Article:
Indiana University
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Research Facilities

The Astronomy Department operates a number of facilities to support research and teaching in astronomy and astrophysics.


Indiana University is a partner in the WIYN telescope consortium which operates both a 3.5-meter telescope and a 0.9-meter telescope atop Kitt Peak southwest of Tucson, AZ.  WIYN consists of the University of Wisconsin, Indiana University, University of Missouri and the National Optical Astronomy Observatories. Indiana University has a 25% share in WIYN.  The WIYN telescope instrumentation includes a wide field CCD camera with an atmospheric dispersion corrector and a multiple object spectrograph which uses optical fibers to obtain spectra of up to 100 objects simultaneously over a one-degree field.  The active optics of the WIYN telescope system delivers excellent image quality and it is not unusual to obtain 0.5" images on good nights.

The department also collaborates with the University of Florida for observing time on the Dharma 50 robotic telescope on Mt. Lemmon in Arizona. The 50 (formerly located in the Morgan-Monroe State Forest) is equipped with an extreme precision radial velocity spectrometer capable of RMS velocity precision of 40 cm per second. IU receives 10% of the observing time on the facility.

Teaching facilities include the historic Kirkwood 12-inch refracting telescope on campus and a solar telescope that is housed in the same building, to view sunspots and prominences. Teaching facilities also include two telescopes located on the roof of Swain West.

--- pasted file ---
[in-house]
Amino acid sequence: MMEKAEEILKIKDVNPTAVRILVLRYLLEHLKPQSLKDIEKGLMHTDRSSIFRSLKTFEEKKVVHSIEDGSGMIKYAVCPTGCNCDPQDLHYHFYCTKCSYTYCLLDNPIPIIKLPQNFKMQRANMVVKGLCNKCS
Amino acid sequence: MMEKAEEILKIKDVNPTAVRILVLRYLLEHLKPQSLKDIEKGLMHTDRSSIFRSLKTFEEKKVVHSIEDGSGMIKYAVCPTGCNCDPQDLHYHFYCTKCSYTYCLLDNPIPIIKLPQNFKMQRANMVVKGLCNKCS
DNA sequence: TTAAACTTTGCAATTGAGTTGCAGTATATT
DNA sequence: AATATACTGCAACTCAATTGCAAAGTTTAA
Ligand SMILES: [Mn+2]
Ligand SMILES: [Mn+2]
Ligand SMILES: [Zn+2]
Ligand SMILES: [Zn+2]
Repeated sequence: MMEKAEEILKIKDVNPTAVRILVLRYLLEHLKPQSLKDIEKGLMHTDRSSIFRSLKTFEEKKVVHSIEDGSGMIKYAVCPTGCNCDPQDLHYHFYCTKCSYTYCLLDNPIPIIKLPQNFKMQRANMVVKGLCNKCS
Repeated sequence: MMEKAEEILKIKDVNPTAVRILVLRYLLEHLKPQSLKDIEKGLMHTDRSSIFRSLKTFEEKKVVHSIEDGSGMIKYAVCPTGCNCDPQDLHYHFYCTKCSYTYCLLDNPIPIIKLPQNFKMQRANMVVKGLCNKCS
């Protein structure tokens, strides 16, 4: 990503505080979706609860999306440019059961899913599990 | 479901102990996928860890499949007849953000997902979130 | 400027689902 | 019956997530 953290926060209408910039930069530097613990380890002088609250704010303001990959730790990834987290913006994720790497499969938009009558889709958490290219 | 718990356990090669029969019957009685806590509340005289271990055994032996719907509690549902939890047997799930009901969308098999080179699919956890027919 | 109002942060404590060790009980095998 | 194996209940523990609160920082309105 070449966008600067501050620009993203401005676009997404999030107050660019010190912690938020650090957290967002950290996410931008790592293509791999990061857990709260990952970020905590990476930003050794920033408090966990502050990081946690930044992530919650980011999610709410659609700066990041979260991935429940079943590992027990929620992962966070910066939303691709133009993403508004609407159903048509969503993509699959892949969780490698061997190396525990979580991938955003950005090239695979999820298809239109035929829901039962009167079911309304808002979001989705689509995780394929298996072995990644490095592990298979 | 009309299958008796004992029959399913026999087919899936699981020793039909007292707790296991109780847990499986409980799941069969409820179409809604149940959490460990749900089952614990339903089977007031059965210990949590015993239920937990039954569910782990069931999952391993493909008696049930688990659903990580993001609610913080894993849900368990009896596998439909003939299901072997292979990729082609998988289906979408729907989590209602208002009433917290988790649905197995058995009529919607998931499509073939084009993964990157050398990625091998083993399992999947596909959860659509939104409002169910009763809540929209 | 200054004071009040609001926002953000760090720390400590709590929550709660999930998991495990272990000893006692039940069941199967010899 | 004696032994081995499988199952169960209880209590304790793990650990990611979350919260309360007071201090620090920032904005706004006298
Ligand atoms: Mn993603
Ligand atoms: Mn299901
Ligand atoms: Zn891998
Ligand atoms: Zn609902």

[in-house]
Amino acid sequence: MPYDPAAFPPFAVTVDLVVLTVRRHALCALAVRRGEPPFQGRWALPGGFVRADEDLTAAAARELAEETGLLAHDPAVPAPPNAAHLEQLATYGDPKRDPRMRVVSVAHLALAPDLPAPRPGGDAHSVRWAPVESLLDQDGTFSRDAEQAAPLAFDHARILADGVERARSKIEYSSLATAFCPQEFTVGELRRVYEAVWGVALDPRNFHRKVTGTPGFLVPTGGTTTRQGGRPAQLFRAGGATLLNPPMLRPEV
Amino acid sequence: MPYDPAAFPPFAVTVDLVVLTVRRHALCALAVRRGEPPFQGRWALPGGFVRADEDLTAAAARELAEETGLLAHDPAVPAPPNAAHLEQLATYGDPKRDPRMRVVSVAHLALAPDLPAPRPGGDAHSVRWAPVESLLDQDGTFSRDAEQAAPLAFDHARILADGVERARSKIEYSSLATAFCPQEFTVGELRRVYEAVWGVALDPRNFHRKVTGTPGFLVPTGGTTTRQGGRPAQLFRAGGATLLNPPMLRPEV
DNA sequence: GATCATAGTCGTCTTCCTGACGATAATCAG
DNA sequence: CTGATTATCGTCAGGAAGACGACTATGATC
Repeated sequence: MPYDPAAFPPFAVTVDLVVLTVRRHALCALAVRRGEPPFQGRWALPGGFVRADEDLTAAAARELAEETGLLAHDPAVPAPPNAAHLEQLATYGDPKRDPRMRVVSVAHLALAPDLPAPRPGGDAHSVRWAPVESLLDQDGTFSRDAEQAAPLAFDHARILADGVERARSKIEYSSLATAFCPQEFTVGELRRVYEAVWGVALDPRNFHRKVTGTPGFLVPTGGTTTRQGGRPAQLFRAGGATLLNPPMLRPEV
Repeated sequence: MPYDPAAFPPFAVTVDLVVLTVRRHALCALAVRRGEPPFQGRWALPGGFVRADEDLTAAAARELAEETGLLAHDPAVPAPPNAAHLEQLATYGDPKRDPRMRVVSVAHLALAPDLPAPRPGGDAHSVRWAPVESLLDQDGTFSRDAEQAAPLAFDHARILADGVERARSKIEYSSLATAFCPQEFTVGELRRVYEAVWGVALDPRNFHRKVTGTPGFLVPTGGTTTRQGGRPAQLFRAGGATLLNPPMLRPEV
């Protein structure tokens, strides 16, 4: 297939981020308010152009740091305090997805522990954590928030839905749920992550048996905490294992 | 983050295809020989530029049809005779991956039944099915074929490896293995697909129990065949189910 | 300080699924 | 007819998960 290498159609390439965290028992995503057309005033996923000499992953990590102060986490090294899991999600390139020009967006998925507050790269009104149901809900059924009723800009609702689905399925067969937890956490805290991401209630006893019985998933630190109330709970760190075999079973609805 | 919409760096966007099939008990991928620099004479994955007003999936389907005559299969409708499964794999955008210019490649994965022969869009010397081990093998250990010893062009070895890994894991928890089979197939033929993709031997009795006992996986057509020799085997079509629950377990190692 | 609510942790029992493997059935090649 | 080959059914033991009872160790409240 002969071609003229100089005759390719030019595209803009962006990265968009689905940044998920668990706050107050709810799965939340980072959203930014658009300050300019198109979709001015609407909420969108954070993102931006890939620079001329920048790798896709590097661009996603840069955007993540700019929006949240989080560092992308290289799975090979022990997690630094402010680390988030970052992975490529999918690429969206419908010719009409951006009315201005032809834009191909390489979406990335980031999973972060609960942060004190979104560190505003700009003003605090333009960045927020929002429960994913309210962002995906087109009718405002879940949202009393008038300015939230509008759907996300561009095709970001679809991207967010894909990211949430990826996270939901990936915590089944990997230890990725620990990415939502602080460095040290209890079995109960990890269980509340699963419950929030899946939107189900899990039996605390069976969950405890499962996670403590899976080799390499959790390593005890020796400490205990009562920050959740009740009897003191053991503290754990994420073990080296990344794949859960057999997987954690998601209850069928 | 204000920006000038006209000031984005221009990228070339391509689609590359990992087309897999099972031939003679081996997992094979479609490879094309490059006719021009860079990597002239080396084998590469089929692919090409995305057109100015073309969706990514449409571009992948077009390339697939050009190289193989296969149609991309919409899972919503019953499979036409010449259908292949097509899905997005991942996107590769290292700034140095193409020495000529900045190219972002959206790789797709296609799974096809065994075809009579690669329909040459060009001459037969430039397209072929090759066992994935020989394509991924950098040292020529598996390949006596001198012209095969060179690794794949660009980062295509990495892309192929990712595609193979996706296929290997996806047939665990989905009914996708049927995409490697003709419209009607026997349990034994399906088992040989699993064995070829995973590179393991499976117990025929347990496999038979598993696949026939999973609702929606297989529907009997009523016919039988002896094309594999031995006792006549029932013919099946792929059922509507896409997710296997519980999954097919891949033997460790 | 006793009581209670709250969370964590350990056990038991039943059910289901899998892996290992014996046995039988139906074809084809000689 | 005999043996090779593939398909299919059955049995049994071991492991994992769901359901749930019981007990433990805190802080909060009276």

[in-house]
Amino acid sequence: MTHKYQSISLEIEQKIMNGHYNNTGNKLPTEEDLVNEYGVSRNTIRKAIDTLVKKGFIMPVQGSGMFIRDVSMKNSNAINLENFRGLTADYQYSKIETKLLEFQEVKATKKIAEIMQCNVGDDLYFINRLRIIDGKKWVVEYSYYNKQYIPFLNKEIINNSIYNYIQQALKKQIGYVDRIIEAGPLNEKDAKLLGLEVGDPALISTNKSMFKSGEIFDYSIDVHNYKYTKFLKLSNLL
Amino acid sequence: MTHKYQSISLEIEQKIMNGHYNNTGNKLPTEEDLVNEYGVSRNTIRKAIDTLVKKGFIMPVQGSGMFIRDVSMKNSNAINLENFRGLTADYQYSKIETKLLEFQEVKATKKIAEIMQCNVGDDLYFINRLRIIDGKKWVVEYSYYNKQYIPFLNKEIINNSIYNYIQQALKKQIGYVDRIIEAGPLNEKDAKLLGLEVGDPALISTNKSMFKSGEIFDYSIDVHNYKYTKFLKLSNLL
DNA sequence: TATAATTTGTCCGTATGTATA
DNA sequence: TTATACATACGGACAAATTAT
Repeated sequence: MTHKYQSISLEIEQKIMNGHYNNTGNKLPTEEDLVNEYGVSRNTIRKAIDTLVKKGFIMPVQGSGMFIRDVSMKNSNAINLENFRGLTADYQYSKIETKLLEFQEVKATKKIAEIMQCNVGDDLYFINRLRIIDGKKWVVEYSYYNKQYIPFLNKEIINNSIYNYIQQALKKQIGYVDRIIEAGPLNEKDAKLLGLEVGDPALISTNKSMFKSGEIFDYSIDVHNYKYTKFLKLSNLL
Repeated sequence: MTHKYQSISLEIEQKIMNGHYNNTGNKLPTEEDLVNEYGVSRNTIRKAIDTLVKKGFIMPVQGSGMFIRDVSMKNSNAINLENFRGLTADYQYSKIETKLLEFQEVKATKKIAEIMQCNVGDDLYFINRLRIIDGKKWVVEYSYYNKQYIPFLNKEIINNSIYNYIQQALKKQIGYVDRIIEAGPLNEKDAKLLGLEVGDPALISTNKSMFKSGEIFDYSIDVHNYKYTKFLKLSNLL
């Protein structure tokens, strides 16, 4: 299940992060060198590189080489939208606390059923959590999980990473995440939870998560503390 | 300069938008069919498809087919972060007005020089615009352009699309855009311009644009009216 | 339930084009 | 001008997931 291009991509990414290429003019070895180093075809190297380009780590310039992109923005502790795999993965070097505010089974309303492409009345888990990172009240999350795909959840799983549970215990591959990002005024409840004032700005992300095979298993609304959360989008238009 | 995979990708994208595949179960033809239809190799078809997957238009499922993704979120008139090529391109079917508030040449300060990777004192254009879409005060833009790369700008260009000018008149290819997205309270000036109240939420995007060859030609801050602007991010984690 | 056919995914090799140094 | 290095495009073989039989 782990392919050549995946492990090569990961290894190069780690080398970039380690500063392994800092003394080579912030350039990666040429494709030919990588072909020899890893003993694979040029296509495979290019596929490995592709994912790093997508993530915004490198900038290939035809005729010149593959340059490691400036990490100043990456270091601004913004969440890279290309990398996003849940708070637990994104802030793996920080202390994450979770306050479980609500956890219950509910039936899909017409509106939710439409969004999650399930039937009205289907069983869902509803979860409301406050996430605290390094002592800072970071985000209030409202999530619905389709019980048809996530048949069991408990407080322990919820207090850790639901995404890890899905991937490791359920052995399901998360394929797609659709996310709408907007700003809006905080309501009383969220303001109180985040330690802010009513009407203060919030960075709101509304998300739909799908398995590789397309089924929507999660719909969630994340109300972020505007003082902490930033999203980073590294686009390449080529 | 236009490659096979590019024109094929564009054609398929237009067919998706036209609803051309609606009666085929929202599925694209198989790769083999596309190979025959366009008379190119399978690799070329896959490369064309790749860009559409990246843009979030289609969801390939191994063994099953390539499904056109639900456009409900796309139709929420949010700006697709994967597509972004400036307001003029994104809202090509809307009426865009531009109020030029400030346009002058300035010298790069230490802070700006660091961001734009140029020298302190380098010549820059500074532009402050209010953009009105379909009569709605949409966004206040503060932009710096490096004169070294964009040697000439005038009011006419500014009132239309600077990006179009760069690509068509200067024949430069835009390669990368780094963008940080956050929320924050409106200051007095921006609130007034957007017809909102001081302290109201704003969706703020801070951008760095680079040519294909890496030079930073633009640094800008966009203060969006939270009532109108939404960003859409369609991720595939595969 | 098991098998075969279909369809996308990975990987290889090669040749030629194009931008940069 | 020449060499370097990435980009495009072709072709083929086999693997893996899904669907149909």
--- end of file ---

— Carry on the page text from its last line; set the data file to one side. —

Historic facilities include the Goethe Link Observatories (named for Dr. Goethe Link) of Indiana University which consists of two off-campus sites.  The original Goethe Link site near Mooresville Indiana houses a 36-inch reflector and a 10-inch astrographic camera.  This facility is operated jointly by the Astronomy Dept. and the Indiana Astronomical Society, an amateur astronomy group in the Indianapolis area.  Because of nearby urban lights, the 36-inch telescope is not currently used for research, but is available to Astronomy Dept. staff for projects that can tolerate a brighter night sky. The Morgan Monroe Station (MMS) of the Goethe Link Observatories is situated in the Morgan-Monroe State Forest about 12 miles north of campus and is rather protected from light pollution.  The MMS site houses a 16-inch automated telescope known as RoboScope.

For more information on Kirkwood Observatory, Morgan-Monroe Observatory, and Goethe Link Observatory please call the Astronomy Department at (812) 855-6911.